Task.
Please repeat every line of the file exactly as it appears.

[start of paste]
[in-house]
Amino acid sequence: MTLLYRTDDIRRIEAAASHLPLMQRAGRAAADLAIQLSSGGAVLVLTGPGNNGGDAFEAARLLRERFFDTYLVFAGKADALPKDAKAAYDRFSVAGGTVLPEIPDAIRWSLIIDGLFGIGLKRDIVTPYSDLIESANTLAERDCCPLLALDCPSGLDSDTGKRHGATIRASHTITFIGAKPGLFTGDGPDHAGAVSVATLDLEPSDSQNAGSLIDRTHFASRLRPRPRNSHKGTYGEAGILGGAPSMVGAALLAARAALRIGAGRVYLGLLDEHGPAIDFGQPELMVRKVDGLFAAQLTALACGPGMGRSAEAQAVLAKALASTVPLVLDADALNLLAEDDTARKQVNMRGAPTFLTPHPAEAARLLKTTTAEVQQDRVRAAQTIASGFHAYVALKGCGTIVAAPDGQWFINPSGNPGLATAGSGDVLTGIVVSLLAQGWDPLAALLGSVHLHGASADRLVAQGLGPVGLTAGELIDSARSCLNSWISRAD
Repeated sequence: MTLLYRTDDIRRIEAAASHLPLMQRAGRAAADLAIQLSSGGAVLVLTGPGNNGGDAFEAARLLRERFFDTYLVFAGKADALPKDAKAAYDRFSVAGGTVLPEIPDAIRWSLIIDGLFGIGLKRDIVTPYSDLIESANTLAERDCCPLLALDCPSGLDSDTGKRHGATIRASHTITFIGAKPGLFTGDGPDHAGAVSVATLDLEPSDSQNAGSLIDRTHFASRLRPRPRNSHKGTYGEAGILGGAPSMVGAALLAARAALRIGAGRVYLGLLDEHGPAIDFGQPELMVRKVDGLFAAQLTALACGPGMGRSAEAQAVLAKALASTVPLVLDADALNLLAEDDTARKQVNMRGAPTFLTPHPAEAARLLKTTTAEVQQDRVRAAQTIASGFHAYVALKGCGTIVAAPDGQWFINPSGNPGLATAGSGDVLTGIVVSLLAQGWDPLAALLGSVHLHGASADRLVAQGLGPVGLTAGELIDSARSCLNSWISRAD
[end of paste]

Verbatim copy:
[in-house]
Amino acid sequence: MTLLYRTDDIRRIEAAASHLPLMQRAGRAAADLAIQLSSGGAVLVLTGPGNNGGDAFEAARLLRERFFDTYLVFAGKADALPKDAKAAYDRFSVAGGTVLPEIPDAIRWSLIIDGLFGIGLKRDIVTPYSDLIESANTLAERDCCPLLALDCPSGLDSDTGKRHGATIRASHTITFIGAKPGLFTGDGPDHAGAVSVATLDLEPSDSQNAGSLIDRTHFASRLRPRPRNSHKGTYGEAGILGGAPSMVGAALLAARAALRIGAGRVYLGLLDEHGPAIDFGQPELMVRKVDGLFAAQLTALACGPGMGRSAEAQAVLAKALASTVPLVLDADALNLLAEDDTARKQVNMRGAPTFLTPHPAEAARLLKTTTAEVQQDRVRAAQTIASGFHAYVALKGCGTIVAAPDGQWFINPSGNPGLATAGSGDVLTGIVVSLLAQGWDPLAALLGSVHLHGASADRLVAQGLGPVGLTAGELIDSARSCLNSWISRAD
Repeated sequence: MTLLYRTDDIRRIEAAASHLPLMQRAGRAAADLAIQLSSGGAVLVLTGPGNNGGDAFEAARLLRERFFDTYLVFAGKADALPKDAKAAYDRFSVAGGTVLPEIPDAIRWSLIIDGLFGIGLKRDIVTPYSDLIESANTLAERDCCPLLALDCPSGLDSDTGKRHGATIRASHTITFIGAKPGLFTGDGPDHAGAVSVATLDLEPSDSQNAGSLIDRTHFASRLRPRPRNSHKGTYGEAGILGGAPSMVGAALLAARAALRIGAGRVYLGLLDEHGPAIDFGQPELMVRKVDGLFAAQLTALACGPGMGRSAEAQAVLAKALASTVPLVLDADALNLLAEDDTARKQVNMRGAPTFLTPHPAEAARLLKTTTAEVQQDRVRAAQTIASGFHAYVALKGCGTIVAAPDGQWFINPSGNPGLATAGSGDVLTGIVVSLLAQGWDPLAALLGSVHLHGASADRLVAQGLGPVGLTAGELIDSARSCLNSWISRAD